U.S. Supreme Court
Slavens v. United States, 196 U.S. 229 (1905)
Slavens v. United States
Argued December 7-8, 1904
Decided January 9, 1905
196 U.S. 229
Under the mail contract in this case, which was made in pursuance of the Postal Laws and Regulations, and after the service had materially decreased by changed methods of transporting mail and the Postmaster General had offered the contractor, who had refused to accept it, the remaining work at a lower compensation, it was within the power of the Postmaster General to put an end to the contract by order of discontinuance, allowing one month's pay as indemnity, and to relet the remaining service; the power to terminate the contract on allowing a month's pay as indemnity was not predicated on an abandonment of the entire service.
While the provisions in a similar contract that the contractor should perform without additional compensation all new or changed service that the Postmaster General should order might not be construed as extending to services of different character and not within the terms of the contract, where the changed service is to take the mail to and from streetcars, met at crossings, instead of landings and stations, it comes within the power reserved to the Postmaster General, and the contractor is not entitled to additional compensation therefor.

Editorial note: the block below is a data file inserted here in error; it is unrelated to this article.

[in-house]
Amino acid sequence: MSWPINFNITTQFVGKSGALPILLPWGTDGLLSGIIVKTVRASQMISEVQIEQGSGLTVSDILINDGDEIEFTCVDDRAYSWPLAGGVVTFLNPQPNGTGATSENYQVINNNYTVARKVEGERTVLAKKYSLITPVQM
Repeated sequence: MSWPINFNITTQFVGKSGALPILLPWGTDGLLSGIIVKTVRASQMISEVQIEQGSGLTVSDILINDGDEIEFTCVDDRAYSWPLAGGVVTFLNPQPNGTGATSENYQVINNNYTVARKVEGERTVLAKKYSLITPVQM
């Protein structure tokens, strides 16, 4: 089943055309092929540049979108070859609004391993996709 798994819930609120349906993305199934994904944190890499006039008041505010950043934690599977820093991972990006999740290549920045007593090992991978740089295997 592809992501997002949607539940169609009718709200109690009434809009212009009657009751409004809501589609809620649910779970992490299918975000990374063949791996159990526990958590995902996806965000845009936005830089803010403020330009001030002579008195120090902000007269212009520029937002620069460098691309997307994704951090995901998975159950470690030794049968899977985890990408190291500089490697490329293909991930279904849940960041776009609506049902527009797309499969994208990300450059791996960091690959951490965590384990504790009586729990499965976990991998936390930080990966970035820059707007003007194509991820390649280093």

In the absence of authority shown, a local postmaster has no power or authority to contract in respect to mail messenger service, and is not the agent of, nor can he bind, the government for that purpose, and if a contractor performs services which he protests against as not being within his contract, solely on the postmaster's order, he is not entitled to extra compensation therefor after his protest has been sustained and the service let to others.
The appellant filed his petition in the Court of Claims to recover for the alleged wrongful termination of certain mail contracts in the Cities of Boston, Brooklyn, and Omaha, and also for extra services performed in connection therewith. The Court of Claims, in disposing of the case, made separate findings of fact and conclusions of law. The findings of fact may be abridged for the purpose of this case, reference being made for fuller details to the findings in the Court of Claims. 38 Ct.Cl. 574. In pursuance of an advertisement for proposals for transporting the mails -- "covered regulation wagon, mail, chanroblesvirtualawlibrary